e. its density (number of sounds per second). i. Steps foursix define the attack time. continuing with each increment (of pitches) until the total number of pitches for the sequence is reached. and the composition of the orchestra.g. * * * . e. i. The introduction of an elementary displacement creates a sieve that allows only certain elements of the continuum-in this case.88 PERSPECTIVES OF NEW MUSIC constraints in composition.e. etc. Finally. timbre classes and instruments (conditioned by density) for each pitch.). enabling widespread exploration in the future with the aid of computers and modern technology. i. first of all. and its intensity. on the other hand. an outside-time structure that allows any series. Boolean algebra or the algebra of logic and (b) vector analysis. the computer is programmed to go back to step one and determine the characteristics for the second sequence. Set theory.. to be expressed mathematically in terms of logical functions. thereby ending the program.. and the stochastically conceived moments of occurrence that have a structure in-time. pitches-to pass through. At step ten. Vector analysis is used because it involves both a magnitude and a direction in space and can be considered simply as a directed line segment without any real physical significance. if this number has not been reached. its duration in seconds. The first three steps in the ST program determine the length of a sequence. the specific instrument from the range of instruments made available for this sequence. but is completely mechanizable. can easily demonstrate the existence of a stochastic correspondence between the components of outside-time structures such as pitch. and the pitch. since the total number of sequences desired has been specified. This procedure continues until the total number of sequences indicated by the original input data is reached. the computer is programmed to follow the next series of steps for each pitch that was calculated to be in the sequence an innate number of times.. Xenakis has also evolved what may be called "the sieve theory" which is. Finally. Xenakis also attempts to describe sonic events through the use of two unique branches of pure mathematics: (a) set theory. the ST program (FORTRAN IV). Given the preceding general characteristics of the sequence. stochastically conceived. Steps seven-nine determine whether a tone will be a glissando and what speed it will have.e. we return to step four (attack time of the second pitch. This technique not only lends itself to "total order". a scale or series of pitches.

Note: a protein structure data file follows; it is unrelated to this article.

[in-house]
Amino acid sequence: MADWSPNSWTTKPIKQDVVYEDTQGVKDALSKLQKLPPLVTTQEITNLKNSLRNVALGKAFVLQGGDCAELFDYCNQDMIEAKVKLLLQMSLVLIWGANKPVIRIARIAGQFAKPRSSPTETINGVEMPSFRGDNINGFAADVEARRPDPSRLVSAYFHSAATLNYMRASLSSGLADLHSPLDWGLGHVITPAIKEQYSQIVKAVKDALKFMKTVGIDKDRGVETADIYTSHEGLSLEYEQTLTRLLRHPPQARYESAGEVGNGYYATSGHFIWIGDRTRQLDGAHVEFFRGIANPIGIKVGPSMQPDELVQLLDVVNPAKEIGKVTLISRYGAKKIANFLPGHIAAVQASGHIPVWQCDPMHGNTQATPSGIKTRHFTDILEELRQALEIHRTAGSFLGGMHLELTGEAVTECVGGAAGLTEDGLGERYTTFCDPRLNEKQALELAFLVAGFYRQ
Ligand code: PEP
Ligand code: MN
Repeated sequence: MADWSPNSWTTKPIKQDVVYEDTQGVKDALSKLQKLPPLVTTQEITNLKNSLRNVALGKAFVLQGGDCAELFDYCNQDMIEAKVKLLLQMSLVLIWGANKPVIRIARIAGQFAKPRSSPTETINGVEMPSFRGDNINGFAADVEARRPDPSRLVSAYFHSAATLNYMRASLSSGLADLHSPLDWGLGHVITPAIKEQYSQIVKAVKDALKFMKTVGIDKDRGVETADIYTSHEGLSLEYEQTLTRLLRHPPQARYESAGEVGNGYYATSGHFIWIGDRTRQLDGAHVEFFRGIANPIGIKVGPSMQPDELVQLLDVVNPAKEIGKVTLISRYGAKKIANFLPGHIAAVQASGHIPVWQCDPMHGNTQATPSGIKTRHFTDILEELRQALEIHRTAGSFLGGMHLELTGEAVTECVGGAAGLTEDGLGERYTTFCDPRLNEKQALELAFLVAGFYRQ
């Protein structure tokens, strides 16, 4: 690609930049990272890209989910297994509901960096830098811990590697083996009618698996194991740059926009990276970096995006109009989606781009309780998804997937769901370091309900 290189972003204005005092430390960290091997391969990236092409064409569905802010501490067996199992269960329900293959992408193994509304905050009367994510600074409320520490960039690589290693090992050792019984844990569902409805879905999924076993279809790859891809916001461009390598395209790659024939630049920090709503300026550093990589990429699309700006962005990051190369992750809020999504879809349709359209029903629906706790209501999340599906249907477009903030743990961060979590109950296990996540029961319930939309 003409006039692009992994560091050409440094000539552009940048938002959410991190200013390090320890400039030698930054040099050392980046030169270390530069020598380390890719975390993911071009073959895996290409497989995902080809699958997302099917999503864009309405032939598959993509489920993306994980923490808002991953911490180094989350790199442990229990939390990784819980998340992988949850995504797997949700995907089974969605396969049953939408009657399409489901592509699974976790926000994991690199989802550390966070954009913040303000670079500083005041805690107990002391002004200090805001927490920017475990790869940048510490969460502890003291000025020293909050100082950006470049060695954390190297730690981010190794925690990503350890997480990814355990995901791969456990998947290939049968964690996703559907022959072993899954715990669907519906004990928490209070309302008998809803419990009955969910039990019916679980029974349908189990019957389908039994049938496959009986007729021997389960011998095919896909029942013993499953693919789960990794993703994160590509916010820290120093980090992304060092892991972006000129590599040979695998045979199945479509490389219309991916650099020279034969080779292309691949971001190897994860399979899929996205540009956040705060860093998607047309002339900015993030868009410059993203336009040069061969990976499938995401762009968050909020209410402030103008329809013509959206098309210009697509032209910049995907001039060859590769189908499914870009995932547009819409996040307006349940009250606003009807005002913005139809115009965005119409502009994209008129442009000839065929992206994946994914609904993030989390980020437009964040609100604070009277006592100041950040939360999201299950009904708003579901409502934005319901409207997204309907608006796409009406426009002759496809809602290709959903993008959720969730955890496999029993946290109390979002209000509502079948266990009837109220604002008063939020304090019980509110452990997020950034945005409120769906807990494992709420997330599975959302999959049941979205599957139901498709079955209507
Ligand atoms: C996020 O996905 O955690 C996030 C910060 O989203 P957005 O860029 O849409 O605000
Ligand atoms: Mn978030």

For instance. straight lines." IX: Yes.. and right angles. Xenakis: The Man and His Music. my sole aim). or the tonality. or modal music. introduced in the beginning of the twentieth century. MZ: He also stated: "That probability theory can be used effectively to create music is thus a proven fact. on the contrary. but it's interesting to see that this white key structure is something independent of the melody. and so on. Then new proportionswere introduced -the game of proportions-utilizing light. in spite of all. stone. I think that he didn't understand what I mean by atemporal. MZ: In his book. in comparison with the nineteenth century which used bricks. or that they are obviously not needed. That music not so composed can be properly understood as possessingonly an atemporal combinatory content is less clear.. Le Corbusier. glass.CONVERSATION WITH IANNIS XENAKIS 89 An Afternoon with Xenakis MZ: In a critique on your book Formalized Music. opened my eyes to a new kind of architecture. and wood.. especially the play of light. I discovered points of common interest with music (which remained. either that he knows the mathematics too well so that it is not necessary to explain them. the scale of white keys on the piano has a structure of intervals. This was the cubic kind of architecture. one writer states: "The mathematics involved in the book seems often superfluousto the discussion. or serial music.. steel. There are many possible explanations. outside-of-time structures. but I can tell you the following. of course. Now you can produce good or bad music.. In modern architecture there are materials like concrete.. IX: I don't know what he means by that." I wonder what you think about that.." Could you explain what new kind of architecture you discovered to have common elements with music? IX: I think there is a mistake in the translation.. this structure is an outside-of-time structure. they are not relevant to the music itself.. Mario Bois quotes you as saying: "I knew a great deal about ancient architecture. I don't think he understood that. the . That's very important. The next important innovation of modern architecturewas the simplification of geometric elements like planes. in order to compensate for the lack of interest in the simplicity of design. This was a most important revelation. Instead of boring myself with more calculations. that is.